An introduction to intermittent fasting

Intermittent fasting is growing in popularity. For those unfamiliar with the practice, intermittent fasting occurs when a person deliberately fasts for most of the day and only consumes calories in a specific amount of time. Generally, the fast lasts between 12 and 16 hours.

The story

Our hunter-gatherer ancestors didn’t have the modern luxuries of grocery stores, refrigerators, or easy access to food. As a result, humans evolved to be able to function without food for long periods of time. Fasting has also been practiced for centuries for religious or spiritual reasons.


According to the National Institute on Aging, fasting improves biomarkers of disease, reduces oxidative stress, and preserves learning and memory function. High insulin levels are often responsible for diabetes and obesity. Between meals, insulin levels will drop and fat cells can then release stored sugars to use as energy. We lose weight and improve our health if insulin levels drop. The idea of ​​intermittent fasting is to allow levels to drop long enough for us to start burning our fat stores.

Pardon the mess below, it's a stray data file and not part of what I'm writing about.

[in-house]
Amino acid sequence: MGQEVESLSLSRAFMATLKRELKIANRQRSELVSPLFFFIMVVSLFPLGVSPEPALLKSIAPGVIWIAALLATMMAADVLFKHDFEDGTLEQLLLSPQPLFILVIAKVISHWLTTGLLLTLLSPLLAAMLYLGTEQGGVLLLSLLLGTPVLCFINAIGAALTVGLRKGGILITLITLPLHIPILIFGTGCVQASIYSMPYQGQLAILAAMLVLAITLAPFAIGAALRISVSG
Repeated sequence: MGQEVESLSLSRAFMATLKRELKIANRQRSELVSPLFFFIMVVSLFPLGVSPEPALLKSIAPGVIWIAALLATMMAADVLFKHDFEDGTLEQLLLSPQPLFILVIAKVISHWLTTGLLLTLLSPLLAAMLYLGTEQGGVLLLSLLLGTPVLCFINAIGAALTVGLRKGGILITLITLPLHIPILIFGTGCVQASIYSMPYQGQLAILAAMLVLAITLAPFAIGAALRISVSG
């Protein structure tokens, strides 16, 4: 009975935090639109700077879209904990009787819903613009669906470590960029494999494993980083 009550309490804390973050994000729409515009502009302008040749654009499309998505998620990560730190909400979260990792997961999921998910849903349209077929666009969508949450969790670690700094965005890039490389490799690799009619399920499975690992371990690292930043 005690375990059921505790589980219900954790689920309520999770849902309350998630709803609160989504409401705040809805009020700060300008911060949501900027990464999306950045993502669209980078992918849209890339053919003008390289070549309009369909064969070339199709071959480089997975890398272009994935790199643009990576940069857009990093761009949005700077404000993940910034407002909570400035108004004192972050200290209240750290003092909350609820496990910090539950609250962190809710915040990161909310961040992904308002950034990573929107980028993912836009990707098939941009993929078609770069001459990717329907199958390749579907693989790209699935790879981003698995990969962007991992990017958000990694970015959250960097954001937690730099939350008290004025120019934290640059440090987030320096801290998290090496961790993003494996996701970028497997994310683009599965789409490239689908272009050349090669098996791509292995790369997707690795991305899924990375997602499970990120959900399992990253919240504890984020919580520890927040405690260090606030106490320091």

The moment

Our metabolisms have adapted to a day-food, night-sleep rhythm. Eating late at night is linked to a higher risk of obesity and diabetes. Although studies show that fasting is effective, it is often difficult for people to follow.

Finding a program that fits your lifestyle is important for it to be effective and long-lasting, especially when paired with a plant-based diet. Many find that eating between noon and 8 p.m. works best.

The beginning

If you usually eat breakfast, this may be a challenge for you. Over time, your body will adjust and hunger pangs will subside. When you fast, you can consume caffeine, which acts as an appetite suppressant. Stay away from creams, sugar or other calories in your coffee or tea; those calories will break your fast. Stick to an all-natural, calorie-free sweetener like stevia or monk fruit.

The secret

To drink a lot of water. Often when we are hungry, our body confuses it with thirst. Consuming water first thing in the morning will help relieve hunger pangs and clear your system at night.

Jennifer Campbell, an Army veteran, is a certified personal trainer and holds a master’s degree in nutrition education. She is the commander of the 24th district of the California American Legion.

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